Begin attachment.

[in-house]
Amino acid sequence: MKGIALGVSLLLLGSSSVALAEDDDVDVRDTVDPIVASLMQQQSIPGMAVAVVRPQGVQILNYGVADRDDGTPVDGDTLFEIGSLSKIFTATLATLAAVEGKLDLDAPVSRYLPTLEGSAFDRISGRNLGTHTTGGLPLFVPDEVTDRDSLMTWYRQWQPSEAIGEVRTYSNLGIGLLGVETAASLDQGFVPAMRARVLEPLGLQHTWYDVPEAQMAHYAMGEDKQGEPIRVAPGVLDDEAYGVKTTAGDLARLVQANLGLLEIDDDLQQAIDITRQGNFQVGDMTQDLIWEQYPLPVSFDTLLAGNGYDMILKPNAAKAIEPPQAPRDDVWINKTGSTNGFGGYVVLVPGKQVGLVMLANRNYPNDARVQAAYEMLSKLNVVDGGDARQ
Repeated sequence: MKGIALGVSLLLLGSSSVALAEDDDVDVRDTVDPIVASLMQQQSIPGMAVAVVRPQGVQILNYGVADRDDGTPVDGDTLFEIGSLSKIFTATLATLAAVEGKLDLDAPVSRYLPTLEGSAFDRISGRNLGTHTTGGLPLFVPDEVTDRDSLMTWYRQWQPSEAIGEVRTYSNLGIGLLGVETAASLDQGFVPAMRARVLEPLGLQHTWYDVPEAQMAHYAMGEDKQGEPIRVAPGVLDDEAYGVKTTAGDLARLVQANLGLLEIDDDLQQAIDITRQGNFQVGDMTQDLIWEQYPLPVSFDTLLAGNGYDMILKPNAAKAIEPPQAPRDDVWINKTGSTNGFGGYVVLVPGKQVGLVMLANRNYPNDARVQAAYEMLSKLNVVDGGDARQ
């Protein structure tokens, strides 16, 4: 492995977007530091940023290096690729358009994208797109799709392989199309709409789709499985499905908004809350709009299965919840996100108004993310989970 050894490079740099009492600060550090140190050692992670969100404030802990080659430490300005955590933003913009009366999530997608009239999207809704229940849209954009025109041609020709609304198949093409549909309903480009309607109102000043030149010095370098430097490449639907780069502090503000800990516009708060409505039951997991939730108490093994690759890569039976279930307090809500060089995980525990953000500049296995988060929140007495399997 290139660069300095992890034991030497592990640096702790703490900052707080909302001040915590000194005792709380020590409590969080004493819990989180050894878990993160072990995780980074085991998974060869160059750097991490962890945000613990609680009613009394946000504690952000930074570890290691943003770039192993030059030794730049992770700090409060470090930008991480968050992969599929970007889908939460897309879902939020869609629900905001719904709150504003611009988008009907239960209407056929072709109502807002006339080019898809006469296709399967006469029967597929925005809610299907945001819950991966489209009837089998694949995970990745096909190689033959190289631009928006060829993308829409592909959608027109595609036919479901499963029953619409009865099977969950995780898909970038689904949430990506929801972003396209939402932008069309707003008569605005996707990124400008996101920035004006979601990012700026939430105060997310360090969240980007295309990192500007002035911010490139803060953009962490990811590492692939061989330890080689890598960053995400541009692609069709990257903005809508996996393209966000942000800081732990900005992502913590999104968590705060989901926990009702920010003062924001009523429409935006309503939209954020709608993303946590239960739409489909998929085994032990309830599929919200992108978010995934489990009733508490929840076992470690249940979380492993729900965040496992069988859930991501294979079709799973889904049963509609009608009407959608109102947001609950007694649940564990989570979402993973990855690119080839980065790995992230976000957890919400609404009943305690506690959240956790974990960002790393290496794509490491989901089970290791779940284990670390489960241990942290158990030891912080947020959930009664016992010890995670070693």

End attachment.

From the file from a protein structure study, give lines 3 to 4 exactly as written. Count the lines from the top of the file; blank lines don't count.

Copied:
Repeated sequence: MKGIALGVSLLLLGSSSVALAEDDDVDVRDTVDPIVASLMQQQSIPGMAVAVVRPQGVQILNYGVADRDDGTPVDGDTLFEIGSLSKIFTATLATLAAVEGKLDLDAPVSRYLPTLEGSAFDRISGRNLGTHTTGGLPLFVPDEVTDRDSLMTWYRQWQPSEAIGEVRTYSNLGIGLLGVETAASLDQGFVPAMRARVLEPLGLQHTWYDVPEAQMAHYAMGEDKQGEPIRVAPGVLDDEAYGVKTTAGDLARLVQANLGLLEIDDDLQQAIDITRQGNFQVGDMTQDLIWEQYPLPVSFDTLLAGNGYDMILKPNAAKAIEPPQAPRDDVWINKTGSTNGFGGYVVLVPGKQVGLVMLANRNYPNDARVQAAYEMLSKLNVVDGGDARQ
């Protein structure tokens, strides 16, 4: 492995977007530091940023290096690729358009994208797109799709392989199309709409789709499985499905908004809350709009299965919840996100108004993310989970 050894490079740099009492600060550090140190050692992670969100404030802990080659430490300005955590933003913009009366999530997608009239999207809704229940849209954009025109041609020709609304198949093409549909309903480009309607109102000043030149010095370098430097490449639907780069502090503000800990516009708060409505039951997991939730108490093994690759890569039976279930307090809500060089995980525990953000500049296995988060929140007495399997 290139660069300095992890034991030497592990640096702790703490900052707080909302001040915590000194005792709380020590409590969080004493819990989180050894878990993160072990995780980074085991998974060869160059750097991490962890945000613990609680009613009394946000504690952000930074570890290691943003770039192993030059030794730049992770700090409060470090930008991480968050992969599929970007889908939460897309879902939020869609629900905001719904709150504003611009988008009907239960209407056929072709109502807002006339080019898809006469296709399967006469029967597929925005809610299907945001819950991966489209009837089998694949995970990745096909190689033959190289631009928006060829993308829409592909959608027109595609036919479901499963029953619409009865099977969950995780898909970038689904949430990506929801972003396209939402932008069309707003008569605005996707990124400008996101920035004006979601990012700026939430105060997310360090969240980007295309990192500007002035911010490139803060953009962490990811590492692939061989330890080689890598960053995400541009692609069709990257903005809508996996393209966000942000800081732990900005992502913590999104968590705060989901926990009702920010003062924001009523429409935006309503939209954020709608993303946590239960739409489909998929085994032990309830599929919200992108978010995934489990009733508490929840076992470690249940979380492993729900965040496992069988859930991501294979079709799973889904049963509609009608009407959608109102947001609950007694649940564990989570979402993973990855690119080839980065790995992230976000957890919400609404009943305690506690959240956790974990960002790393290496794509490491989901089970290791779940284990670390489960241990942290158990030891912080947020959930009664016992010890995670070693």